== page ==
Aotearoa/New Zealand: Call for international solidarity with Burger King workers

By Joe Carolan

August 24, 2012 -- Links International Journal of Socialist Renewal -- Workers employed by the Burger King fast-food chain, organised by the Unite Union in Aotearoa/New Zealand, are suffering a sustained union-busting campaign, and are now fighting back.

Burger King workers are the lowest-paid fast food workers in Aotearoa/New Zealand. Most are on the minimum wage, even some who have worked there for 15 years. Managers on salary are forced to work extra hours, and sometimes work for less than the minimum wage per hour. Many workers in Burger King are migrant workers, mostly from the Indian subcontinent. They face a bonded labour system. They are terrified of speaking out about mistreatment in case the company revokes their visa sponsorship .

Now the company has tried to bust their union, and is seeking an injunction stopping them from speaking to the media and conducting teach-ins in the community. Unite has taken the company to the Employment Authority, detailing the company's illegal anti-union activities, in a battle that is now shaping up to be the McLibel case of the South Pacific.

Unite union appeals to workers in other countries to organise pickets outside Burger King outlets in all the great cities of the world in solidarity with our fight.

Our fight is for the low-paid precarious workers.

Our fight is for the invisible migrant workers.

Our fight is against 21st century bonded labour and slavery.

Workers of the world unite! Down with the Burger King!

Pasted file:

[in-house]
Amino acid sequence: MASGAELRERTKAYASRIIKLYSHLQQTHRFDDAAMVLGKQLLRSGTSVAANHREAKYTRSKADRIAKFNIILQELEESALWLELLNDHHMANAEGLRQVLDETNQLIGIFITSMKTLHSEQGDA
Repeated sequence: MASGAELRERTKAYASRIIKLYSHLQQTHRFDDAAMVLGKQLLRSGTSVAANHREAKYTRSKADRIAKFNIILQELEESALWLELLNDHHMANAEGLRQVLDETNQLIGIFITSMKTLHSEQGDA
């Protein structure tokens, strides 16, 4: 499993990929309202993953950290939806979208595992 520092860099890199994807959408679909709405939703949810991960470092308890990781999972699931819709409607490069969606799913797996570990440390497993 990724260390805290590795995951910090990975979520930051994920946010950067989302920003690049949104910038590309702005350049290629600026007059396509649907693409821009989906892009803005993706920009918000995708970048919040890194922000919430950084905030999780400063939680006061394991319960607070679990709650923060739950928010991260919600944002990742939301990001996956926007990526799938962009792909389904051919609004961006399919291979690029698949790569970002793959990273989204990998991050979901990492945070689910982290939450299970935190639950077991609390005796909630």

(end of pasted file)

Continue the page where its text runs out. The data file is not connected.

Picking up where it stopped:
[Joe Carolan is campaigns officer for the Unite union, Aotearoa/New Zealand. Phone 029 44 55 702 or email Heaps of videos, photographs and information at Unite's blog at]

Burger King trying to silence its workers says Unite Union

By Mike Treen, Unite national director

August 23, 2012 -- Unitenews -- Burger King is trying to intimidate and silence its workers and the Unite Union from criticising the company. The company has applied to the Employment Relations Authority seeking an injunction to stop Unite from organising teach-ins at its stores about how the company is treating its workers. It also wants to shut down the union's blog from reporting on Burger King and its activities. Burger King have told its staff that if any of them speak up at teach-ins outside its stores they face “serious consequences”.

This instruction posted in all the stores has simply made the workers more angry. One Burger King worker in Blenheim has set up a Facebook page to have a silent protest outside their store on August 25.

Burger King workers and their supporters also plan a rally in Dunedin on August 25 at 2 pm at the Octagon . Burger King Burnside delegate Julie Tyler was threatened with dismissal last year for saying Burger King workers were “overworked and underpaid” on her Facebook page. Unite Union now has more evidence that this entire disciplinary process was a set up by the company to try and get rid of a union delegate.

Burger King claim that the union is breaching its obligations of good faith by publicly criticising Burger King rather than using the normal channels available in an employment relationship. This is a particularly ironic statement given that the company has targeted our members and delegates precisely because they have tried to exercise their legal rights.

We will pursue personal grievances and other legal action as required. But we will also hold the company up to the inspection of the court of public opinion until we have broken the climate of fear and intimidation that Burger King has tried to impose on its workers.

Burger King teach-in, Auckland, August 19, 2012, part 1 of 3 (Mike Treen)

Burger King teach-in, Auckland, August 19,  2012, part 2 of 3 (Mike Treen)

Burger King teach-in, Auckland, August 19, part 3 of 3 (Joe Carolan)

Burger King protest, August 19, 2012, part 1 of 2 (picket line chants)

Burger King protest, August 19, 2012, part 2 of 2 (Jerry Prakash, Darien Fenton, Barry Kaloti, Lynette Fray)

Unite Union KFC delegate Jerry Prakash, Labour MP Darien Fenton, Barry Kaloti from the Baghat Singh Society and Lynette Fray, Burger King worker assaulted by a manager at a Burger King store.